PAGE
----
A review of research evidence was conducted as part of the fourth International Consultation on Incontinence (ICI) . They based their recommendations on gradings derived from the Oxford Centre for Evidence Based Medicine 'Levels of Evidence' . Grading for therapeutic interventions included Grade A: consistent evidence from meta-analysis of trials or good quality RCTs; Grade B: consistent evidence from lower quality RCTs, meta-analysis with homogeneity, good quality prospective cohort studies, good quality retrospective case controls studies, good quality case series; Grade C: expert opinion based on first principles or majority evidence from study types listed in Grade B, or Delphi processed expert opinion. Grade D: no recommendation is possible as evidence is conflicting or expert opinion has not been through a formal analytical process. They note that a Grade A recommendation often means the recommendation is effectively mandatory and placed within a clinical care pathway.
The recommendations to be implemented in this study were thus taken from the algorithm developed by Committee 11 who examined the research relevant to Incontinence in the Frail Elderly . The drafted recommendations were then circulated to continence experts in each country and the continence experts on the study's Advisory Committee. No country-specific issues that may make their implementation problematic were identified by the continence experts. The recommendations  to be implemented in the FIRE study are listed below, with their associated level of evidence.
The patient/resident should be actively screened for urinary incontinence.(Grade A)
- 2.A detailed assessment should be carried out including:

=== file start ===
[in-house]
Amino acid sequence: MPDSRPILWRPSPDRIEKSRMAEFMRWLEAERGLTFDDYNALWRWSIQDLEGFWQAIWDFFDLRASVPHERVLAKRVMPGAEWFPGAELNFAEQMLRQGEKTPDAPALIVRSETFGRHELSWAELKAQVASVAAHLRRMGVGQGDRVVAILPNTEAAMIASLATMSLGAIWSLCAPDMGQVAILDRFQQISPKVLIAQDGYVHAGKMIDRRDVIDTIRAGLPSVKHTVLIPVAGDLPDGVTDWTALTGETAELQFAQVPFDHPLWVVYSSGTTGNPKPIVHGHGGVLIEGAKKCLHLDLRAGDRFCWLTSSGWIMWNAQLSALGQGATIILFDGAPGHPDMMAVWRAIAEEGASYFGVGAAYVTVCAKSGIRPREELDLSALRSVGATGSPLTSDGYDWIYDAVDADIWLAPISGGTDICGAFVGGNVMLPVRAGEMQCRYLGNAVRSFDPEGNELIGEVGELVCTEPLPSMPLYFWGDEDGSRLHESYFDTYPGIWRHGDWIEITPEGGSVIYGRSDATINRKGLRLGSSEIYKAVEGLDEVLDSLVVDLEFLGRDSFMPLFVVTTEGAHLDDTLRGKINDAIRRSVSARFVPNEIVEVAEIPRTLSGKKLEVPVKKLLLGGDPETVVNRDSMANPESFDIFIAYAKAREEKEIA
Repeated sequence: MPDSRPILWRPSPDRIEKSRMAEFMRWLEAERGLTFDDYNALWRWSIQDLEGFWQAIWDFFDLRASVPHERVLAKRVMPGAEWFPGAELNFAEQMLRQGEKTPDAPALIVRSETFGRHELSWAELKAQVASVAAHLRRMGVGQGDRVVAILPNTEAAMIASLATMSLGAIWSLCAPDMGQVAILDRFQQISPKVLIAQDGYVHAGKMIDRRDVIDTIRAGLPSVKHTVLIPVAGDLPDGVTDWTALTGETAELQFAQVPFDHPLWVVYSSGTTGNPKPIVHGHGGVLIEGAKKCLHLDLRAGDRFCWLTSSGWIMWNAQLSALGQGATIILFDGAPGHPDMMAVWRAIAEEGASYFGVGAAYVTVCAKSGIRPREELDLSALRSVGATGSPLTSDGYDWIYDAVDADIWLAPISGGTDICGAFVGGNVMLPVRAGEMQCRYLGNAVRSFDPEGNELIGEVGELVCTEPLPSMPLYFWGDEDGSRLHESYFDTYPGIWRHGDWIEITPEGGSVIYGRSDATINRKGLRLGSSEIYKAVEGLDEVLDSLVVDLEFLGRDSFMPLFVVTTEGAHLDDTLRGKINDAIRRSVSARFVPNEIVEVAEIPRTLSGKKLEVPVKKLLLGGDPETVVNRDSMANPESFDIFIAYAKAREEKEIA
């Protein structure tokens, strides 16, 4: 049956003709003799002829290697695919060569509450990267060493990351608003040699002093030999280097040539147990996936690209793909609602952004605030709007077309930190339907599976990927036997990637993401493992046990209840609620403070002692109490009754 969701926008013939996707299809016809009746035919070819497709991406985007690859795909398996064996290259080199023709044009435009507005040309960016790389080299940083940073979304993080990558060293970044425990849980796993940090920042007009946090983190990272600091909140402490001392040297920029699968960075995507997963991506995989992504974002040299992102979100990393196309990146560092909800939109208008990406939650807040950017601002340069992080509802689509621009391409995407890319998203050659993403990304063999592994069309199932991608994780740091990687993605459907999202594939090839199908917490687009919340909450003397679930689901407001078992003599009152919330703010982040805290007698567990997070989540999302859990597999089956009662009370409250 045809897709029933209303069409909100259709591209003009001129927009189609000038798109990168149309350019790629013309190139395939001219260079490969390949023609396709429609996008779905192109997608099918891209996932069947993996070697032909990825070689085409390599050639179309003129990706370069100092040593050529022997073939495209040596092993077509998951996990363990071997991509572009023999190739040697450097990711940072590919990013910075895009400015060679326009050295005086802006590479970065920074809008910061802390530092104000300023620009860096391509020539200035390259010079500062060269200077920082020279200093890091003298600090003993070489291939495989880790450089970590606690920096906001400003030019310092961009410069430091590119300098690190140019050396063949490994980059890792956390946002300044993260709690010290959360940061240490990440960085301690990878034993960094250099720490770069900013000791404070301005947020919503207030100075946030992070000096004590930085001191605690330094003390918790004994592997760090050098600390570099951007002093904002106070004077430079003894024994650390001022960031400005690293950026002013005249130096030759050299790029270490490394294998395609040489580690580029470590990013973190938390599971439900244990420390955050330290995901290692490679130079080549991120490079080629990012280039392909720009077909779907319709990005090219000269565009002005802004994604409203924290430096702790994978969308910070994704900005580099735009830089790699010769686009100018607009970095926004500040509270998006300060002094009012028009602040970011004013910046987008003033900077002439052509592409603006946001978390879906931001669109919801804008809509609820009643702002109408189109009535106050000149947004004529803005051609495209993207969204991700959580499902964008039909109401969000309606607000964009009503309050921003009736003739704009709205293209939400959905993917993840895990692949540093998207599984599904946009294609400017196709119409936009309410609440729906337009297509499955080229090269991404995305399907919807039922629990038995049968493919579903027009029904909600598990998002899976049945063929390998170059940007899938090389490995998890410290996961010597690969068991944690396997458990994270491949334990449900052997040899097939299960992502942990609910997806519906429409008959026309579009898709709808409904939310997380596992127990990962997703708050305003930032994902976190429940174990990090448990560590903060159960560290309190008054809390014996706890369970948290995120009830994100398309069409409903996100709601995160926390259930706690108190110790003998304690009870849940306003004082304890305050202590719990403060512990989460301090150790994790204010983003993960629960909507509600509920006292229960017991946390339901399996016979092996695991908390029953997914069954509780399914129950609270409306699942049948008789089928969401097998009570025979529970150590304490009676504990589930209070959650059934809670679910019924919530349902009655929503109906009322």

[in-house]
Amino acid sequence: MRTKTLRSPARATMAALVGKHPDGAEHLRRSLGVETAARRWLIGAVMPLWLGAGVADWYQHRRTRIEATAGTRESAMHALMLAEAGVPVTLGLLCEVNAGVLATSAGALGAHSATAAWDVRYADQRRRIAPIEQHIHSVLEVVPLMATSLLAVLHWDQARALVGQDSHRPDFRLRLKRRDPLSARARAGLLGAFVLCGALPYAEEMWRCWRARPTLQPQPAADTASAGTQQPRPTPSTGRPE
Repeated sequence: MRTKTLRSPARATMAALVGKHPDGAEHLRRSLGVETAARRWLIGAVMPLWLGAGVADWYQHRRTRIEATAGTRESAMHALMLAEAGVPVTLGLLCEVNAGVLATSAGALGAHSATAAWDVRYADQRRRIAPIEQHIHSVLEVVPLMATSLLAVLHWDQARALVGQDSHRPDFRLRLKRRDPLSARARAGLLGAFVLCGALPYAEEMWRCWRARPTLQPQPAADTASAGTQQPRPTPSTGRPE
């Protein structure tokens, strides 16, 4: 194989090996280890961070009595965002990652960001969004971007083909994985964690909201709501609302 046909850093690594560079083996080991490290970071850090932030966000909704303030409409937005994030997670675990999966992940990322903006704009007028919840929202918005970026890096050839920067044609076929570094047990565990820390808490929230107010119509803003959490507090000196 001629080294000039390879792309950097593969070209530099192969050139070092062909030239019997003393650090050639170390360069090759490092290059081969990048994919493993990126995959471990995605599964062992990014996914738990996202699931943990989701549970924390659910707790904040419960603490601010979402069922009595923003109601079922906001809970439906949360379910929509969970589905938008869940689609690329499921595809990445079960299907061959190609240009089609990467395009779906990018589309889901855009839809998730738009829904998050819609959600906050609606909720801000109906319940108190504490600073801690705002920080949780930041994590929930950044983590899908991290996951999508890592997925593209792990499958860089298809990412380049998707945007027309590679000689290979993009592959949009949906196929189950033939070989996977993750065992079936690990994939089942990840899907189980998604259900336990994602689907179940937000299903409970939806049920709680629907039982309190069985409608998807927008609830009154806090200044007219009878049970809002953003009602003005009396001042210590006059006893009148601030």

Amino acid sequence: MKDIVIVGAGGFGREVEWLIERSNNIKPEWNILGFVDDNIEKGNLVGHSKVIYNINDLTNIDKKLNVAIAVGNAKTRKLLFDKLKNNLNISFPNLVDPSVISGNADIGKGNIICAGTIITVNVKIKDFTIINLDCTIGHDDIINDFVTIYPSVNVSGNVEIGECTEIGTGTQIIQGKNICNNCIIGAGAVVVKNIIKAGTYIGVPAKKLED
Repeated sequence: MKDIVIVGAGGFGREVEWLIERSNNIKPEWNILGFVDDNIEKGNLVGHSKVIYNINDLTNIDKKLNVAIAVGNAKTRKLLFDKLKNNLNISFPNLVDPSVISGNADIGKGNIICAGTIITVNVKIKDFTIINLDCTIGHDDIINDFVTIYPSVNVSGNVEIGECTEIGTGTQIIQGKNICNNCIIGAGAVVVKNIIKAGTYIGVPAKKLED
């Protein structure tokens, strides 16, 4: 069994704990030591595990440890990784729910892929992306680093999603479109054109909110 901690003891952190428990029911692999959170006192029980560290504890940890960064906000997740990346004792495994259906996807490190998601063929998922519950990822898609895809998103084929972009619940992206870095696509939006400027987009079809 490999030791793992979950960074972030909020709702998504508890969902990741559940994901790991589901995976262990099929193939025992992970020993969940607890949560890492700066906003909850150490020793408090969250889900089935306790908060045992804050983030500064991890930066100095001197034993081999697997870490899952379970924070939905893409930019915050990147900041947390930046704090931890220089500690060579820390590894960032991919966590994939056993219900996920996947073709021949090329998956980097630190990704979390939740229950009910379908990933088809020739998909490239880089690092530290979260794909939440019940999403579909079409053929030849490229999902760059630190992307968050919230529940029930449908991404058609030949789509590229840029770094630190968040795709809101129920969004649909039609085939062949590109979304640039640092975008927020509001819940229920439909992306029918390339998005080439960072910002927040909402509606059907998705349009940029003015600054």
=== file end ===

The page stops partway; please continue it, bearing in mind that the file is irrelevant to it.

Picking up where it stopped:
Relevant co-morbid conditions should be assessed:
rectal examination; constipation (Grade C)
functional assessment (mobility, transfer, dexterity, ability to toilet) (Grade A)
screen for depression (Grade B)
assess cognitive status (Grade C)
any medications that could cause or worsen UI (ICI recommendation)
any medical conditions that could cause or worsen UI (ICI recommendation)
Urinalysis should be undertaken (including for haematuria, leucocytes, nitrites) (Grade C)
Undertake wet checks to assess frequency of urinary incontinence (Grade C)
Ensure diagnosis of the type of UI is recorded (ICI recommendation):
- 3.An individualised treatment plan should be in place for:
Individualised goals of care (Grade C)
Treatment preferences of resident and/or next of kin (Grade B)
Bladder retraining (Grade A), or tailored prompted voiding [if able to state name] (Grade A)
Degree of bother to resident/next of kin of UI (Grade B)
Specialist referral should be made if needed (pain, haematuria, UI not classified at urgency, stress or mixed). (ICI recommendation).
The researchers will adhere to ethical standards for research involving people. In addition, all researchers will abide by their institutional and national ethical requirements. Ethical Committee approval was obtained in England, Sweden, and Republic of Ireland. In the Netherlands, the researchers were advised to get permission from either an ethical committee at site level, or where this did not exist, from a scientific or residents committee at the site. Research Governance approval was also obtained in England, and permission to collect data at the sites obtained in Sweden and Republic of Ireland.
Percentage compliance with continence recommendations (Additional file table S1) will be calculated, and a data profile constructed.
These include number of referrals for specialist continence assessment, incidence of documented incontinence-related dermatitis, urinary tract infections (documented as confirmed by laboratory, confirmed by dipstick or confirmed by symptoms only), and patients' health-related quality of life using I-QoL [45, 46] and the EQ-5D [47, 48]. The impact of length of stay will be investigated in the analysis, treating length of stay as a co-variant.
Process evaluation data